Lincoln warned, Jan. 27, 1837: "At what point then is the approach of danger to be expected? I answer, if it ever reach us, it must spring up amongst us; it cannot come from abroad. If destruction be our lot we must ourselves be its author and finisher. As a nation of freemen we must live through all time, or die by suicide."
Lincoln stated at Edwardsville, Illinois, Sept. 11, 1858: "What constitutes the bulwark of our own liberty and independence? It is not our frowning battlements, our bristling sea coasts, our army and our navy. These are not our reliance against tyranny. All of those may be turned against us. ... Our reliance is in the love of liberty which God has planted in us. Our defense is in the spirit which prized liberty as the heritage of all men, in all lands everywhere. Destroy this spirit and you have planted the seeds of despotism at your own doors. ... You have lost the genius of your own independence and become the fit subjects of the first cunning tyrant who rises among you."
Lincoln wrote to William Dodge, Feb. 23, 1861: "Freedom is the natural condition of the human race, in which the Almighty intended men to live. Those who fight the purpose of the Almighty will not succeed."
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On April 6, 1859, Lincoln wrote a letter to H.L. Pierce and others, insisting: "This is a world of compensation. ... Those who deny freedom to others deserve it not for themselves, and under a just God, cannot long retain it."
Lincoln closed a debate with Judge Douglas, 1858: "That is the issue that will continue in this country when these poor tongues of Judge Douglas and myself shall be silent. It is the eternal struggle between these two principles – right and wrong – throughout the world. They are the two principles that have stood face to face from the beginning of time, and will ever continue to struggle."
Lincoln stated in his First Inaugural Address, March 4, 1861: "If the policy of the Government upon vital questions affecting the whole people is to be irrevocably fixed by decisions of the Supreme Court, the instant they are made ... the people will have ceased to be their own rulers."
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Lincoln stated at Independence Hall, Philadelphia, Feb. 22, 1861: "I have never had a feeling politically that did not spring from the sentiments embodied in the Declaration of Independence. I have often pondered over the dangers which were incurred by the men who assembled ... and adopted that Declaration of Independence – I have pondered over the toils that were endured by the officers and soldiers of the army. ... I have often inquired of myself, what great principle or idea it was that kept this Confederacy so long together. It was not the mere matter of the separation of the Colonies from the mother land; but something in that Declaration giving liberty, not alone to the people of this country, but hope to the world for all future time. It was that which gave promise that in due time the weights would be lifted from the shoulders of all men, and that all should have an equal chance. This is the sentiment embodied in that Declaration of Independence. Now, my friends, can this country be saved? ... If it can, I will consider myself one of the happiest men in the world, if I can help to save it. If it cannot be saved upon that principle, it will be truly awful. But if this country cannot be saved without giving up that principle ... I would rather be assassinated on this spot than surrender it."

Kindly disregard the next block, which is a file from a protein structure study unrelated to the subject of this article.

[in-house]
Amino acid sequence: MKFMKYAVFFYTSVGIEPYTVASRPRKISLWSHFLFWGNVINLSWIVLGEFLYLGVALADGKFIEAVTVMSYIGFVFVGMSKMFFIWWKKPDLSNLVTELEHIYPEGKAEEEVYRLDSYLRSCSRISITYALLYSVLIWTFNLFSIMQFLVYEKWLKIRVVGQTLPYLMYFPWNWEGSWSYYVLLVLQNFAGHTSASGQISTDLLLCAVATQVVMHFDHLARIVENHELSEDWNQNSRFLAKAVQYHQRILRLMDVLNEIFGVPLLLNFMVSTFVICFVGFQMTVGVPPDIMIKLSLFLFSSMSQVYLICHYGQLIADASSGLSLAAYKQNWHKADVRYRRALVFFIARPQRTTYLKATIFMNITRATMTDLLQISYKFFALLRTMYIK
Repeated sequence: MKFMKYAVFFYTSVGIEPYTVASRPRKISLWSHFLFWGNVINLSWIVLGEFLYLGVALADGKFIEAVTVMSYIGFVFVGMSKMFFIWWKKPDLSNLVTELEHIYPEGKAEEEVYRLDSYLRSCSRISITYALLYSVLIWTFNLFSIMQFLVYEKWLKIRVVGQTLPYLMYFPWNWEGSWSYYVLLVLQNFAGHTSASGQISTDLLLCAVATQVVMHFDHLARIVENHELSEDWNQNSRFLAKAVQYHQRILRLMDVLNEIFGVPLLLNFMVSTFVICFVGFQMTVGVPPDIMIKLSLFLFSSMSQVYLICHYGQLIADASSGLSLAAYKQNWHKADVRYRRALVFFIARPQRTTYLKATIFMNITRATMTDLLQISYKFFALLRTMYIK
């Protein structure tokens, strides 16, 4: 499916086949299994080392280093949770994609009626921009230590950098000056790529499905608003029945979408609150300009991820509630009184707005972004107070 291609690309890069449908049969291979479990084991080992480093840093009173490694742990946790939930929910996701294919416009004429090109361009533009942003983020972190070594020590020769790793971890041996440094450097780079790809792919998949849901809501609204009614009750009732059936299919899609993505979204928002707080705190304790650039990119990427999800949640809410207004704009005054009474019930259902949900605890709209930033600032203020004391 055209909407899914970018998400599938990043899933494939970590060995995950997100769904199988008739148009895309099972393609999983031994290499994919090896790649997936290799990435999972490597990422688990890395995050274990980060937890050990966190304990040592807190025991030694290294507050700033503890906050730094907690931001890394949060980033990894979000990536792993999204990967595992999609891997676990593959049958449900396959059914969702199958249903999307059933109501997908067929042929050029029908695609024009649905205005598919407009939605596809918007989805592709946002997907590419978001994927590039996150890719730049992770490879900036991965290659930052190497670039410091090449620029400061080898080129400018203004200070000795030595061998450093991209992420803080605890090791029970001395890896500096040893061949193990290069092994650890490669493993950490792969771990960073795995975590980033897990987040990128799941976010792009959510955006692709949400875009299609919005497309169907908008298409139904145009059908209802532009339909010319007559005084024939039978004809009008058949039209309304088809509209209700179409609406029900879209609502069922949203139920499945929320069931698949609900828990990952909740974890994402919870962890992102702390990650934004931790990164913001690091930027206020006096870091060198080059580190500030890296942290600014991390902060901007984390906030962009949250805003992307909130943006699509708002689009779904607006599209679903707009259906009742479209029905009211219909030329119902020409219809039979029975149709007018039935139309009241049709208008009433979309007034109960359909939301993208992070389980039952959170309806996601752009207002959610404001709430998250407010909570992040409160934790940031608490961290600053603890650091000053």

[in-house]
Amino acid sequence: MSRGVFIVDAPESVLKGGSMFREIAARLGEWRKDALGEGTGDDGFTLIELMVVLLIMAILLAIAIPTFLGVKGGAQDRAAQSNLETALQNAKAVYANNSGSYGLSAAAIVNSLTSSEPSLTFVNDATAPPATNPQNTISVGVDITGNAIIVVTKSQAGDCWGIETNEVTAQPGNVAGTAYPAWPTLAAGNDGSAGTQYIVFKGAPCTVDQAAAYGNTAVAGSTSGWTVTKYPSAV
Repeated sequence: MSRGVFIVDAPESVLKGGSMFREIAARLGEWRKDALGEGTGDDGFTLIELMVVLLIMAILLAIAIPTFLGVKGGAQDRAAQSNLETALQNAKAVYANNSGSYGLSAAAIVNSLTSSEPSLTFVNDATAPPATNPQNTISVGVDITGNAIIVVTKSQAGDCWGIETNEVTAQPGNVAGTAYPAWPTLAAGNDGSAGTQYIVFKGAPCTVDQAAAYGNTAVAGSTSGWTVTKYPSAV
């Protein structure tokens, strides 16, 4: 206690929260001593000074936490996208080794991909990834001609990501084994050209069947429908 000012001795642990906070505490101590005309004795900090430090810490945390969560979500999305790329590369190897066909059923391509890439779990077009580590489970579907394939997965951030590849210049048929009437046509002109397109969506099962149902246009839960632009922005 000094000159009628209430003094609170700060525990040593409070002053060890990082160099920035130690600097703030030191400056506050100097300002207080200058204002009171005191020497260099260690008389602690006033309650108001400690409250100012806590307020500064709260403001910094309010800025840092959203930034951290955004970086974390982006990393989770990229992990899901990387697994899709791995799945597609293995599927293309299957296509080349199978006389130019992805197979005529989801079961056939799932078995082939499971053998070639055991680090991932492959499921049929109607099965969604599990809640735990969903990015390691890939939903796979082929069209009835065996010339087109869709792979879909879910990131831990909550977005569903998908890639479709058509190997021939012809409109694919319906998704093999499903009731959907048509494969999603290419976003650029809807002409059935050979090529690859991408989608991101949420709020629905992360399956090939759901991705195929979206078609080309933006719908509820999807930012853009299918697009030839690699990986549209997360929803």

On Feb. 11, 1861, newly elected as president, Abraham Lincoln left Springfield, Illinois, for Washington, D.C., never to return.
He stated: "I now leave, not knowing when or whether ever I may return, with a task before me greater than that which rested upon Washington. Without the assistance of that Divine Being who ever attended him, I cannot succeed. With that assistance I cannot fail. Trusting in Him who can go with me and remain with you, and be everywhere for good. ... Let us all pray that the God of our fathers may not forsake us now."
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